Blood Pressure Specialist Lake Orion MI

Not so long ago, you either had high blood pressure or you didn’t. Your blood pressure could even flirt with the high normal range without anyone getting overly worked up about it. The same held true for elevated-but'still-normal blood sugar levels.

Sharath S Chandra, MD
(248) 693-9522
1261 S Lapeer Rd Ste 101
Lake Orion, MI
Specialties
Cardiology, Internal Medicine
Gender
Male
Education
Medical School: Bangalore Med Coll, Bangalore Univ, Bangalore, Karnataka, India
Graduation Year: 1964
Hospital
Hospital: Mercy Med Ctr -New Hampton, New Hampton, Ia; Crittenton Hosp, Rochester Hls, Mi
Group Practice: Cardiology & Vascular Assoc

Data Provided by:
David Alan Brill, MD
(810) 664-4870
5292 Ridge Trl N
Clarkston, MI
Specialties
Cardiology
Gender
Male
Education
Medical School: Columbia Univ Coll Of Physicians And Surgeons, New York Ny 10032
Graduation Year: 1983

Data Provided by:
Brian Dale Williamson, MD
(248) 267-5050
960 Lake Angelus Shrs
Lake Angelus, MI
Specialties
Cardiology
Gender
Male
Education
Medical School: Oh State Univ Coll Of Med, Columbus Oh 43210
Graduation Year: 1986

Data Provided by:
Salvatore Don Gillette
(248) 338-5000
50 N Perry St
Pontiac, MI
Specialty
Cardiovascular Disease

Data Provided by:
Zakwan Mahjoub, MD
(248) 582-1480
3496 Heron Ridge Dr
Rochester Hills, MI
Specialties
Cardiology
Gender
Male
Education
Medical School: Univ Of Aleppo, Fac Of Med, Aleppo, Syria
Graduation Year: 1987

Data Provided by:
Matthew W Ebinger, DO
(313) 745-2620
3787 Acorn Ct
Oakland, MI
Specialties
Cardiology
Gender
Male
Education
Medical School: Mi State Univ, Coll Of Osteo Med, East Lansing Mi 48824
Graduation Year: 1997

Data Provided by:
George S Predeteanu, MD
(248) 922-3839
6567 Greene Haven Dr
Clarkston, MI
Specialties
Cardiology
Gender
Male
Education
Medical School: Inst De Med Si Farm, Carol Davila, Bucharest, Romania
Graduation Year: 1984

Data Provided by:
Pierre Chafic Atallah, MD
(248) 650-9200
PO Box 82177
Rochester, MI
Specialties
Cardiology, Internal Medicine
Gender
Male
Education
Medical School: St Joseph'S Univ, Fac Of Med, Beirut, Lebanon
Graduation Year: 1971
Hospital
Hospital: Crittenton Hosp, Rochester Hls, Mi
Group Practice: Atallah Heart Ctr

Data Provided by:
Gopal Reddy, MD
(248) 651-8888
1460 Walton Blvd Ste 200B
Rochester Hills, MI
Specialties
Cardiology
Gender
Male
Education
Medical School: Sri Venkatesvara Med Coll, Univ Hlth Sci, Tirupati, Ap, India
Graduation Year: 1973

Data Provided by:
Frank Anthony Bagnasco, MD
(248) 335-8170
44555 Woodward Ave Ste 507
Pontiac, MI
Specialties
Cardiology
Gender
Male
Education
Medical School: Wayne State Univ Sch Of Med, Detroit Mi 48201
Graduation Year: 1973

Data Provided by:
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Blood Pressure Concerns

Provided by: 

By James Keough

Not so long ago, you either had high blood pressure or you didn’t. Your blood pressure could even flirt with the high normal range without anyone getting overly worked up about it. The same held true for elevated-but-still-normal blood sugar levels. But all that changed over a 10-year period as the medical profession established new benchmarks and reclassified the old “normal” as “preconditions.”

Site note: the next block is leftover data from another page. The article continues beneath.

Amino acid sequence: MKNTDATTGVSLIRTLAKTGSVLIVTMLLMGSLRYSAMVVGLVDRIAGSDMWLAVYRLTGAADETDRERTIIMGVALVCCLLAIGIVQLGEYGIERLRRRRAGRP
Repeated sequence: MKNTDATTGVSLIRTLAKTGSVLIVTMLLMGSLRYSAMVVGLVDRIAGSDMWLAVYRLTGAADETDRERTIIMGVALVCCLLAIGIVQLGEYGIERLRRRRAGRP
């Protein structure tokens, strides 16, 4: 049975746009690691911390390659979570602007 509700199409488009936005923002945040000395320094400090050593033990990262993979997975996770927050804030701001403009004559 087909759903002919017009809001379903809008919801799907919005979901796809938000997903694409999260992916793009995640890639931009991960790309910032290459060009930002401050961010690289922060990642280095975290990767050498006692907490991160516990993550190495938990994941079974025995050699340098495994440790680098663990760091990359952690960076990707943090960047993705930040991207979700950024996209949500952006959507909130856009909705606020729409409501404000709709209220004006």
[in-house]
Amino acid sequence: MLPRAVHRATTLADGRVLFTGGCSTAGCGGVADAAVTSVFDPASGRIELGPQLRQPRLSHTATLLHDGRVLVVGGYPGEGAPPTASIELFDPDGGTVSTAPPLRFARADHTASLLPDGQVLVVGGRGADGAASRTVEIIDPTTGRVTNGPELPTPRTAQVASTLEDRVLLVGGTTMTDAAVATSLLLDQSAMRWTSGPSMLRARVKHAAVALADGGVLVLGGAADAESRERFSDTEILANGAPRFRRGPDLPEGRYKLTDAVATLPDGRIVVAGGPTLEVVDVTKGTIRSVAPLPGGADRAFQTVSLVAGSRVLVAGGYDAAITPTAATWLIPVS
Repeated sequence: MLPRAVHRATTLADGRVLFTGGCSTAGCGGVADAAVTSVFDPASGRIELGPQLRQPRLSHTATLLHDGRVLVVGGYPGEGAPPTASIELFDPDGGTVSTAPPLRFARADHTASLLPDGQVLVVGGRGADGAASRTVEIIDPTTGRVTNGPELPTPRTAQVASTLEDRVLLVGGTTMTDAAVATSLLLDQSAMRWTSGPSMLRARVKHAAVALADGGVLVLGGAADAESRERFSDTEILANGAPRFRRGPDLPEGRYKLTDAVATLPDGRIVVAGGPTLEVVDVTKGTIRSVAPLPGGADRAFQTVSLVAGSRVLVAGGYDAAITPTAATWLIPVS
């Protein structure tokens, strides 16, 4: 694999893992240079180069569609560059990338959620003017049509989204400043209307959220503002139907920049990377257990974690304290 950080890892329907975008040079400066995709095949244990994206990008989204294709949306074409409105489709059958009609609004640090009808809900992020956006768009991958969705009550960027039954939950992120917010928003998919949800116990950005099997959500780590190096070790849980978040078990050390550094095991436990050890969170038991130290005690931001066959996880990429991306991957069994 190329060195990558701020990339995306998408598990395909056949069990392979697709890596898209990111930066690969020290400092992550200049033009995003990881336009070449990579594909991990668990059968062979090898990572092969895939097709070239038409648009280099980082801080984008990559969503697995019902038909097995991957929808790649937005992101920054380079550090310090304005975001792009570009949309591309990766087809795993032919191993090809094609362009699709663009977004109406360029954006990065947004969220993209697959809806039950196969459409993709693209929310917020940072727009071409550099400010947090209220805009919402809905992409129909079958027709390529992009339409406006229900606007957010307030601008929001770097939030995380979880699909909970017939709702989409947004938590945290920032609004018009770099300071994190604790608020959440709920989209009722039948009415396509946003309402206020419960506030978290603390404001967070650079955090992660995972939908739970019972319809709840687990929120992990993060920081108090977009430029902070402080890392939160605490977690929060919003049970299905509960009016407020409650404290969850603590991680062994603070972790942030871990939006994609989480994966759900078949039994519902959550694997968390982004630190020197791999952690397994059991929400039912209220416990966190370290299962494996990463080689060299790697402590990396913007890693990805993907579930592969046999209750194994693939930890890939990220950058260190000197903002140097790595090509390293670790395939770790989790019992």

For blood pressure, that happened in 2003. The Seventh Report of the Joint National Committee on Prevention, Detection, Evaluation, and Treatment of High Blood Pressure (JNC-7) set guidelines for pre-hypertension by defining normal blood pressure as less than 120/80 and setting the optimal level at 115/75. That same year, the term pre-diabetes gained new meaning and considerable traction when then-Health Secretary Tommy Thompson used it to warn Americans of their high risk of developing diabetes. Ten years earlier a committee hosted by the World Health Organization had established bone mineral density readings as the new measure for osteoporosis and at the same time created a new precursor called osteopenia.

At first blush, the concept of preconditions makes perfect sense. If you have a disease like diabetes, then ipso facto, at some point prior to your diagnosis your blood sugar levels became pre-diabetic—not in the sense of “before” diabetes, but rather as in “leading up to” the disease. And theoretically, once you learned that, you and your doctor could take action to make those levels normal again and thus prevent the onset of the disease. And in an ideal—and perhaps less complicated—world that’s what would happen.

The value of a precondition
When asked about the value of reclassifying “high-normal blood pressure” as pre-hypertension, a doctor joked that previously the only thing his patients heard when he used the old term was “Hi, your blood pressure is normal.” For him—and for a good deal of the medical profession—the new precondition underscores the seriousness of the situation for patients. How bad is it? Studies show that compared to people who have normal blood pressure, those with pre-hypertension (120/80 to 139/89) have three and a half times the risk of heart attack and more than one and a half times the risk of coronary artery disease. Other studies have shown that starting at the new optimal level (115/75), the risk of heart attack doubles with each 20-point increase in systolic blood pressure (the top number) or 10-point increase in diastolic blood pressure (the bottom number). Pre-hypertensives also face a vastly increased risk of developing high blood pressure. The Framingham Heart Study found that within four years of baseline testing, 39 to 53 percent of people with high-normal blood pressure (the top half of the current pre-hypertension range) progressed to stage 1 hypertension.

These are not good odds—and they get worse the older you are when first diagnosed with pre-hypertension and the longer you ...

Author: James Keough

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